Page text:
Khawar stressed that cybersecurity is a priority for the DOL, explaining that it is a systemic risk to the pension system, which is based on the fundamental principle of trust, he noted. And because the voluntary defined-contribution system is an attractive target given the amount of assets under management and foreign adversaries looking to harm the United States, the nation could be one threat away from being a significant problem.
“If you think about what a really big cybersecurity breach would do, it has the potential to be cataclysmic, and all the work that we do through tax grants, educating participants, working with employers , will disappear because people will say , ‘I don’t want to do this anymore; I saw what happened.
As such, Khawar encouraged participants to consider orientation issued by the DOL and to ensure that they make every effort to protect the pension system and participant data as much as possible. He also noted that the DOL has asked the ERISA Advisory Board to review the matter, in the hope that the Board will come up with recommendations that can help form the basis of additional guidance for plan sponsors and others. stakeholders.
Proposed Amendment to QPAM
Khawar also pointed to a proposed amendment to the 84-14 Class Prohibited Transaction Exemption, also known as the Qualified Professional Asset Manager (QPAM) Exemption, which the DOL published early in the day.
Khawar noted that much of the proposal seeks to clarify whether foreign criminal convictions are disqualifying for QPAM purposes. He explained that the proposal reverses an earlier decision by the Trump administration and clarifies that foreign convictions would prevent companies from using QPAM.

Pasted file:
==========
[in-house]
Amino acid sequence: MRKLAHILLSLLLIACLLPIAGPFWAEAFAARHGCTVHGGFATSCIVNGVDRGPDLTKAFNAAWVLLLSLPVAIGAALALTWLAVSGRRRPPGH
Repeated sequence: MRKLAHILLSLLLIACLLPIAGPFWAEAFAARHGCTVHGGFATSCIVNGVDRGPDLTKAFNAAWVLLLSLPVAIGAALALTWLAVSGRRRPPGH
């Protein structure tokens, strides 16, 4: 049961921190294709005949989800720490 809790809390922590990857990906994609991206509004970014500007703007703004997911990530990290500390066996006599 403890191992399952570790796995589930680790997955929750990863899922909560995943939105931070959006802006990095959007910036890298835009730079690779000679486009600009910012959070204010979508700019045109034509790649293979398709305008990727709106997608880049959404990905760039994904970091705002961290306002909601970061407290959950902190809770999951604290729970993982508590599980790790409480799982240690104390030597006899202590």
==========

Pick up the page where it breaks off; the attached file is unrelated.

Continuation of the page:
“Going back to the concept of entities operating with a high level of integrity, the goal was really to get back to basics and make sure these entities hold themselves to the standards that they hold themselves to, so that we can be assured that how the market uses these entities is consistent with how these entities actually operate,” Khawar told attendees.
The DOL is well advanced in finalizing a proposal to modernize the Voluntary Fiduciary Correction Program (VFCP) to make it more useful, Khawar revealed, noting that the DOL hopes to submit the proposal soon to the Office of Management and budget and that there will be an opportunity to comment on it.